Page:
Make your job as schedule police easier:
Be up front
State your expectations clearly at the start of the party or visit, says child psychologist Aaron Cooper, Ph.D. You can say, "We're really glad to see you. The party ends at five. You can walk home then or I can give you a ride. Okay?" Give a 15-minute warning before it's time to leave, but when it's up, simply say, "It's time to go."
Put a positive spin on it
When a child begs to stay longer, mom Megan Lotz of Hidden Springs, ID, usually replies: "That would be so fun! I'm sorry we can't do that today, but we'll plan for it another day." Then she lets her daughter walk the friend partway back home.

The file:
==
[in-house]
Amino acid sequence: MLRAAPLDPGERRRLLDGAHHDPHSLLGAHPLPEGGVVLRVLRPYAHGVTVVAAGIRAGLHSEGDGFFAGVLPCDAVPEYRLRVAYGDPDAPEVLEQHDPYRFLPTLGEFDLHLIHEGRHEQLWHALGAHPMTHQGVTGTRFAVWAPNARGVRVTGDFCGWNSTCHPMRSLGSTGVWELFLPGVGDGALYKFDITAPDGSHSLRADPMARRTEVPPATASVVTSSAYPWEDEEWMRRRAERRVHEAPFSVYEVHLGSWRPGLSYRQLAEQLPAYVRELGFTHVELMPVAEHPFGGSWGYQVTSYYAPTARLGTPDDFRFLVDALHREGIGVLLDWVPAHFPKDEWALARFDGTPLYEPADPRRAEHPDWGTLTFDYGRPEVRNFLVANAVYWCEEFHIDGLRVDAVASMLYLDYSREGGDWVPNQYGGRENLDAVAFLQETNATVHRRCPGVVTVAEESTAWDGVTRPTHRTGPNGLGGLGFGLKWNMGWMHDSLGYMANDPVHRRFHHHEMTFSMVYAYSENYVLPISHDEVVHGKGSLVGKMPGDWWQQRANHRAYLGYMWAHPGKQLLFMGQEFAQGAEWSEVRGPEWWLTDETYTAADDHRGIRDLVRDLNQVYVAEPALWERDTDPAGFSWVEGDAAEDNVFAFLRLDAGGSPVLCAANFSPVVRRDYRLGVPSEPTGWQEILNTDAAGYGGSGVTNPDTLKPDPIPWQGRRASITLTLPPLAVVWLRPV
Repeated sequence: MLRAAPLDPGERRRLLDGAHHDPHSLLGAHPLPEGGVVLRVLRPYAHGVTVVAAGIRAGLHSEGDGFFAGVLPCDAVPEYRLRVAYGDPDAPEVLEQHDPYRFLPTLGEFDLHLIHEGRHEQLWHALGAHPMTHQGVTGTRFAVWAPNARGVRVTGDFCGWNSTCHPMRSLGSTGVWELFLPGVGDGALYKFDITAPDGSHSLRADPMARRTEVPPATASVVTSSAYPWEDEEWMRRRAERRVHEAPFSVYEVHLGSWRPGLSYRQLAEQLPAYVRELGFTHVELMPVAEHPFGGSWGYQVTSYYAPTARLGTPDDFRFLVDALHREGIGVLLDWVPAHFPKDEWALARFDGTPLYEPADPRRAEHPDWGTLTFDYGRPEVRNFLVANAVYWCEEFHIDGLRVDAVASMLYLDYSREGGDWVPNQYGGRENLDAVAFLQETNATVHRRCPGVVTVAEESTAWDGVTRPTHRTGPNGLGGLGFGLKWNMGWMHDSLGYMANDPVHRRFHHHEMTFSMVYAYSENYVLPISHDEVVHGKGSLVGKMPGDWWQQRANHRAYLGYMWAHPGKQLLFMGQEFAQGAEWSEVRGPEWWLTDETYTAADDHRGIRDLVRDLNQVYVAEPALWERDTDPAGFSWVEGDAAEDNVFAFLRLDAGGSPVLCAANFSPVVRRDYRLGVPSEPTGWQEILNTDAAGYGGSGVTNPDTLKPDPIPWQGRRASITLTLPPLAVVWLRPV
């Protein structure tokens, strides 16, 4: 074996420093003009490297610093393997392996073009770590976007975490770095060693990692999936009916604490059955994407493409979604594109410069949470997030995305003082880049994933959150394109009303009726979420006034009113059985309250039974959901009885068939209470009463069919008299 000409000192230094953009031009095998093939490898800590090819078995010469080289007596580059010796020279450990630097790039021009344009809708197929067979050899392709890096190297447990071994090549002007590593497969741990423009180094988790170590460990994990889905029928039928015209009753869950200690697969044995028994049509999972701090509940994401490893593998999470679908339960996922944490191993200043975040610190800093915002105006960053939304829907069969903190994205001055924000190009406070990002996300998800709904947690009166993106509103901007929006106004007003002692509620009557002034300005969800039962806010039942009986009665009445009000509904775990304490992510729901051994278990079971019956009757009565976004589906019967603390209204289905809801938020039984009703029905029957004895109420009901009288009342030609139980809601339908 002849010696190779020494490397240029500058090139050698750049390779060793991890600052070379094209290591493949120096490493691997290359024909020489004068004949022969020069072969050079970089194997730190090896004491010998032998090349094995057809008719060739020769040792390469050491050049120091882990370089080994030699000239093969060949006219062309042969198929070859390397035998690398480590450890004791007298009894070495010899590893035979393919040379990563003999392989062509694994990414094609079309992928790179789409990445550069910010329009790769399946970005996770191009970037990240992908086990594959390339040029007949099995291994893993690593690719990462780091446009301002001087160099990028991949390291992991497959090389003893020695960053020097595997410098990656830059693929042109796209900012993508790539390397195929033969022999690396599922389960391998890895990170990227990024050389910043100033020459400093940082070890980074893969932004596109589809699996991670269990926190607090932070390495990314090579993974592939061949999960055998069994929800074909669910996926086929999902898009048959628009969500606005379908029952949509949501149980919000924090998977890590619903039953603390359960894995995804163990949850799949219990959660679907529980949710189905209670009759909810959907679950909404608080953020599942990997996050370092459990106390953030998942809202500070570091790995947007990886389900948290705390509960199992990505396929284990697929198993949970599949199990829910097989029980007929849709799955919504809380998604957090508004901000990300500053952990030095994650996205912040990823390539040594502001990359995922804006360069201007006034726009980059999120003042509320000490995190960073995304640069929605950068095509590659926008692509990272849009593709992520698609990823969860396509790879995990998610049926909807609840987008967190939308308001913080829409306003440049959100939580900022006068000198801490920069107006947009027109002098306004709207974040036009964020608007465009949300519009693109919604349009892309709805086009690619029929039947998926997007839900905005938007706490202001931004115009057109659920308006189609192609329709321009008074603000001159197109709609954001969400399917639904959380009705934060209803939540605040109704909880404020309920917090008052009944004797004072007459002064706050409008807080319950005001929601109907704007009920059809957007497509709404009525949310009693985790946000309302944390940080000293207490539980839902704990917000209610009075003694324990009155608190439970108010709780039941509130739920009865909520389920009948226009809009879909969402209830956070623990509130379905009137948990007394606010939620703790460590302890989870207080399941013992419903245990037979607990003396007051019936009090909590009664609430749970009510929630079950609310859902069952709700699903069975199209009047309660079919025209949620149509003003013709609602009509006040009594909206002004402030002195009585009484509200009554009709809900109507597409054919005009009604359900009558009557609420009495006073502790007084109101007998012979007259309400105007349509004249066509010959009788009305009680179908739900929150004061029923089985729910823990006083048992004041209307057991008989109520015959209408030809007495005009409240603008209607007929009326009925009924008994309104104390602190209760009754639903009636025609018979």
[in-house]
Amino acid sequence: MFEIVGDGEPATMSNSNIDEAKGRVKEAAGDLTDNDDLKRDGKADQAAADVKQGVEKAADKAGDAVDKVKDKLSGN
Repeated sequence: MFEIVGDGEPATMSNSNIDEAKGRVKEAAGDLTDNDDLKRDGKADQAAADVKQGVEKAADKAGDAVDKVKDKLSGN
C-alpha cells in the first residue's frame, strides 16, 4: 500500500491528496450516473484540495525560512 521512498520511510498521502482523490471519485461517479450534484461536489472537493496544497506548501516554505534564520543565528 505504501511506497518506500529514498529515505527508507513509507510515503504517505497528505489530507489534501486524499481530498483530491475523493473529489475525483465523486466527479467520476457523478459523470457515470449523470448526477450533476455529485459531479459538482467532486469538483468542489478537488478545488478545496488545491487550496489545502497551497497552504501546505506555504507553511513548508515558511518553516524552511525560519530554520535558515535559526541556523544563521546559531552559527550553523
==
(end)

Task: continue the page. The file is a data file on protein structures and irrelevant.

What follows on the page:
Level with your kid
Tell her beforehand you don't like being put in an awkward situation when she pleads for extra time in front of her pals, and ask for her help in ending hang-out sessions or parties. She's more likely to cooperate if she knows you're serious about keeping to a schedule. After all, says Cooper, "it's the parent's job to set the rules, and kids don't have to like it."